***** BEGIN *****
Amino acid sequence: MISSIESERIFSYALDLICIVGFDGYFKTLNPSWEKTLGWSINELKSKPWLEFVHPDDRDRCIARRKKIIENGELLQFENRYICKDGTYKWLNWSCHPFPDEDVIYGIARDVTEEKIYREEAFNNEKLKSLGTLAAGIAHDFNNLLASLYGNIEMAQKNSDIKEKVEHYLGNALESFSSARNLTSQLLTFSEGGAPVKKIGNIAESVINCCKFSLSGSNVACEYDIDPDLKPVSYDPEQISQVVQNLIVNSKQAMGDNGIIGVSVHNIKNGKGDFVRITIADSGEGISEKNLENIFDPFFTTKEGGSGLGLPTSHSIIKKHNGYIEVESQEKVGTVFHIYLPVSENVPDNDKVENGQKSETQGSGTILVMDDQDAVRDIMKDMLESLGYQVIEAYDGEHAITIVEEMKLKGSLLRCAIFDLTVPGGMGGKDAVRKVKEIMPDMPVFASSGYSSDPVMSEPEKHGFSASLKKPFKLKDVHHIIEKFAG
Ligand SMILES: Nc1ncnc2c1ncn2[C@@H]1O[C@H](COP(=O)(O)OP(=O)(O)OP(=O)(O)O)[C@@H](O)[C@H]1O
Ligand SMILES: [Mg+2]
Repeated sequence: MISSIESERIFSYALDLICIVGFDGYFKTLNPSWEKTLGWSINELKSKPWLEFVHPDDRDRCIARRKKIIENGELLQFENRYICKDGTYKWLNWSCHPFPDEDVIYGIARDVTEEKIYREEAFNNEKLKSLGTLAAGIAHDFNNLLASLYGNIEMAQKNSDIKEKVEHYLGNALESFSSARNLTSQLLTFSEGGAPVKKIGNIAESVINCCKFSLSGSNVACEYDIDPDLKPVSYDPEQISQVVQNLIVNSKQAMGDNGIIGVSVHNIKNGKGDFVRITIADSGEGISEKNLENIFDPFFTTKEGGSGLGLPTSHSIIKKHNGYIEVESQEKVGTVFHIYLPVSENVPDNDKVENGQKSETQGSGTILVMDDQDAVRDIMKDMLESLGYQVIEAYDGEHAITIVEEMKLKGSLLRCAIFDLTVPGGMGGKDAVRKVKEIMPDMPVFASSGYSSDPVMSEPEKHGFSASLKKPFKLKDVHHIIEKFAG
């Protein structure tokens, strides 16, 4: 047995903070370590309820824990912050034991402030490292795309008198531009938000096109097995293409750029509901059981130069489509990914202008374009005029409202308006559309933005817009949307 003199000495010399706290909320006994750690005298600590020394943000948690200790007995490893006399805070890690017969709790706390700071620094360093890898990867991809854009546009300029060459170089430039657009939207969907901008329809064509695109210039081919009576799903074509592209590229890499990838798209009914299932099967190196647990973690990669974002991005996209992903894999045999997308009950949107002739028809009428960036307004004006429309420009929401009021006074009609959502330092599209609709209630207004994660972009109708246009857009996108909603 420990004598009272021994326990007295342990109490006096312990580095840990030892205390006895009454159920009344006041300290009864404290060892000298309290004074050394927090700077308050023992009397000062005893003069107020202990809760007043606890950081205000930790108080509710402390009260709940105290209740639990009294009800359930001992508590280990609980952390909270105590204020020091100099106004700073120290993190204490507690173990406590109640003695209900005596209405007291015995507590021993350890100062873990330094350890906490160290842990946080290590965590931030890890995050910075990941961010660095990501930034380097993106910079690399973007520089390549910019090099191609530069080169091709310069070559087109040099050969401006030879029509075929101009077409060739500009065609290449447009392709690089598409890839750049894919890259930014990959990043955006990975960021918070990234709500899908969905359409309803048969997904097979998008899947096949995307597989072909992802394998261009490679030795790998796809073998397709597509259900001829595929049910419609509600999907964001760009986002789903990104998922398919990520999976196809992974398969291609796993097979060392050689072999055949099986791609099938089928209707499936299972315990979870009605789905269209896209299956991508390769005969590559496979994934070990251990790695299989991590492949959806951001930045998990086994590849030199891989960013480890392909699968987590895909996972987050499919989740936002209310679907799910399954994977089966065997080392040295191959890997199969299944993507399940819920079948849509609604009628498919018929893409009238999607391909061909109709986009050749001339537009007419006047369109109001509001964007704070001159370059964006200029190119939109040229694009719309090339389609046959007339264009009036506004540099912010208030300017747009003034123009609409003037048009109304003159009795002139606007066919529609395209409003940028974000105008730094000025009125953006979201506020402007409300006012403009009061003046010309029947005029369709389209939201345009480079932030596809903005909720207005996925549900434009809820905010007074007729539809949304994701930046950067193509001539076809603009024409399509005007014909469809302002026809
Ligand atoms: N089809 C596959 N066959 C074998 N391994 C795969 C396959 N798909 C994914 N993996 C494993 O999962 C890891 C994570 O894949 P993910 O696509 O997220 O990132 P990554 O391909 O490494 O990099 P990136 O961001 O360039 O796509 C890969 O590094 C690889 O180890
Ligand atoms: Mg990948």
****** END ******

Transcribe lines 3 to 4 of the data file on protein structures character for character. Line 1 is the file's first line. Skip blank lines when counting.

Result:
Ligand SMILES: [Mg+2]
Repeated sequence: MISSIESERIFSYALDLICIVGFDGYFKTLNPSWEKTLGWSINELKSKPWLEFVHPDDRDRCIARRKKIIENGELLQFENRYICKDGTYKWLNWSCHPFPDEDVIYGIARDVTEEKIYREEAFNNEKLKSLGTLAAGIAHDFNNLLASLYGNIEMAQKNSDIKEKVEHYLGNALESFSSARNLTSQLLTFSEGGAPVKKIGNIAESVINCCKFSLSGSNVACEYDIDPDLKPVSYDPEQISQVVQNLIVNSKQAMGDNGIIGVSVHNIKNGKGDFVRITIADSGEGISEKNLENIFDPFFTTKEGGSGLGLPTSHSIIKKHNGYIEVESQEKVGTVFHIYLPVSENVPDNDKVENGQKSETQGSGTILVMDDQDAVRDIMKDMLESLGYQVIEAYDGEHAITIVEEMKLKGSLLRCAIFDLTVPGGMGGKDAVRKVKEIMPDMPVFASSGYSSDPVMSEPEKHGFSASLKKPFKLKDVHHIIEKFAG